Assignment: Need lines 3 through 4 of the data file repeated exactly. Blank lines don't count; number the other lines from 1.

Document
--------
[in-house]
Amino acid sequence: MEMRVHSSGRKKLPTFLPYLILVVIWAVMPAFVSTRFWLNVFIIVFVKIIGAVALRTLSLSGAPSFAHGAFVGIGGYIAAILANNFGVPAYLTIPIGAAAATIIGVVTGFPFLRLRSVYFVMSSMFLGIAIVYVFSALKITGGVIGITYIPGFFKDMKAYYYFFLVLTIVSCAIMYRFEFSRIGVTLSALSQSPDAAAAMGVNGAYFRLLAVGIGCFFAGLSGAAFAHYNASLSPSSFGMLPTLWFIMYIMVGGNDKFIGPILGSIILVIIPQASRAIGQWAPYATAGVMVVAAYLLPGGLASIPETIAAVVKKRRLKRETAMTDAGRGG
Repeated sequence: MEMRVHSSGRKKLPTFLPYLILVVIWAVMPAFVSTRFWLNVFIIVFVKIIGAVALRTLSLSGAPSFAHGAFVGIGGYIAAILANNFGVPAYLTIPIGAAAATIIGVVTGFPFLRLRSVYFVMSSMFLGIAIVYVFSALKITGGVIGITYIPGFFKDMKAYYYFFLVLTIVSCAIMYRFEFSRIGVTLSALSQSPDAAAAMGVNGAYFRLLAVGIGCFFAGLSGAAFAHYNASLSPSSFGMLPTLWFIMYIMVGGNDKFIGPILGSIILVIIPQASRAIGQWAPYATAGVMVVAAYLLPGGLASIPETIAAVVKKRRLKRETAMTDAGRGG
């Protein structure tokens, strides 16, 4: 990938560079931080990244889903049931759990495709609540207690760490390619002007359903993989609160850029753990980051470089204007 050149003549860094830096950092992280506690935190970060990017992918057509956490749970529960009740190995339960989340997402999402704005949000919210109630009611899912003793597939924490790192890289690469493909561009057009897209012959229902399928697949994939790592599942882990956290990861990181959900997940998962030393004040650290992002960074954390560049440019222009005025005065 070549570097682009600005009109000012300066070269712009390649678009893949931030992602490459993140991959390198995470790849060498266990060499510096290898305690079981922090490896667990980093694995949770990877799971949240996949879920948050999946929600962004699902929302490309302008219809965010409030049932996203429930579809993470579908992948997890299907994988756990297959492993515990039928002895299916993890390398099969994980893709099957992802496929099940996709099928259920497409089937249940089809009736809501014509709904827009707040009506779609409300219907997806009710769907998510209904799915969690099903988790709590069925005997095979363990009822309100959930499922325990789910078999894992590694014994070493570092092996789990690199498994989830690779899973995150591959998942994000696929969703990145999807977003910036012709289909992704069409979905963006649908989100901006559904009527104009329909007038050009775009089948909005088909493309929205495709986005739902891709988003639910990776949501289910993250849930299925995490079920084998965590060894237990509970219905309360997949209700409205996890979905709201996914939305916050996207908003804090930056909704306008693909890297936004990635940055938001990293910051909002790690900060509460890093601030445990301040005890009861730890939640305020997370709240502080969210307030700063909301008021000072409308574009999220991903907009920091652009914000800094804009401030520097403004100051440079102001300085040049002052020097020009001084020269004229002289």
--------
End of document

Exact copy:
Repeated sequence: MEMRVHSSGRKKLPTFLPYLILVVIWAVMPAFVSTRFWLNVFIIVFVKIIGAVALRTLSLSGAPSFAHGAFVGIGGYIAAILANNFGVPAYLTIPIGAAAATIIGVVTGFPFLRLRSVYFVMSSMFLGIAIVYVFSALKITGGVIGITYIPGFFKDMKAYYYFFLVLTIVSCAIMYRFEFSRIGVTLSALSQSPDAAAAMGVNGAYFRLLAVGIGCFFAGLSGAAFAHYNASLSPSSFGMLPTLWFIMYIMVGGNDKFIGPILGSIILVIIPQASRAIGQWAPYATAGVMVVAAYLLPGGLASIPETIAAVVKKRRLKRETAMTDAGRGG
């Protein structure tokens, strides 16, 4: 990938560079931080990244889903049931759990495709609540207690760490390619002007359903993989609160850029753990980051470089204007 050149003549860094830096950092992280506690935190970060990017992918057509956490749970529960009740190995339960989340997402999402704005949000919210109630009611899912003793597939924490790192890289690469493909561009057009897209012959229902399928697949994939790592599942882990956290990861990181959900997940998962030393004040650290992002960074954390560049440019222009005025005065 070549570097682009600005009109000012300066070269712009390649678009893949931030992602490459993140991959390198995470790849060498266990060499510096290898305690079981922090490896667990980093694995949770990877799971949240996949879920948050999946929600962004699902929302490309302008219809965010409030049932996203429930579809993470579908992948997890299907994988756990297959492993515990039928002895299916993890390398099969994980893709099957992802496929099940996709099928259920497409089937249940089809009736809501014509709904827009707040009506779609409300219907997806009710769907998510209904799915969690099903988790709590069925005997095979363990009822309100959930499922325990789910078999894992590694014994070493570092092996789990690199498994989830690779899973995150591959998942994000696929969703990145999807977003910036012709289909992704069409979905963006649908989100901006559904009527104009329909007038050009775009089948909005088909493309929205495709986005739902891709988003639910990776949501289910993250849930299925995490079920084998965590060894237990509970219905309360997949209700409205996890979905709201996914939305916050996207908003804090930056909704306008693909890297936004990635940055938001990293910051909002790690900060509460890093601030445990301040005890009861730890939640305020997370709240502080969210307030700063909301008021000072409308574009999220991903907009920091652009914000800094804009401030520097403004100051440079102001300085040049002052020097020009001084020269004229002289």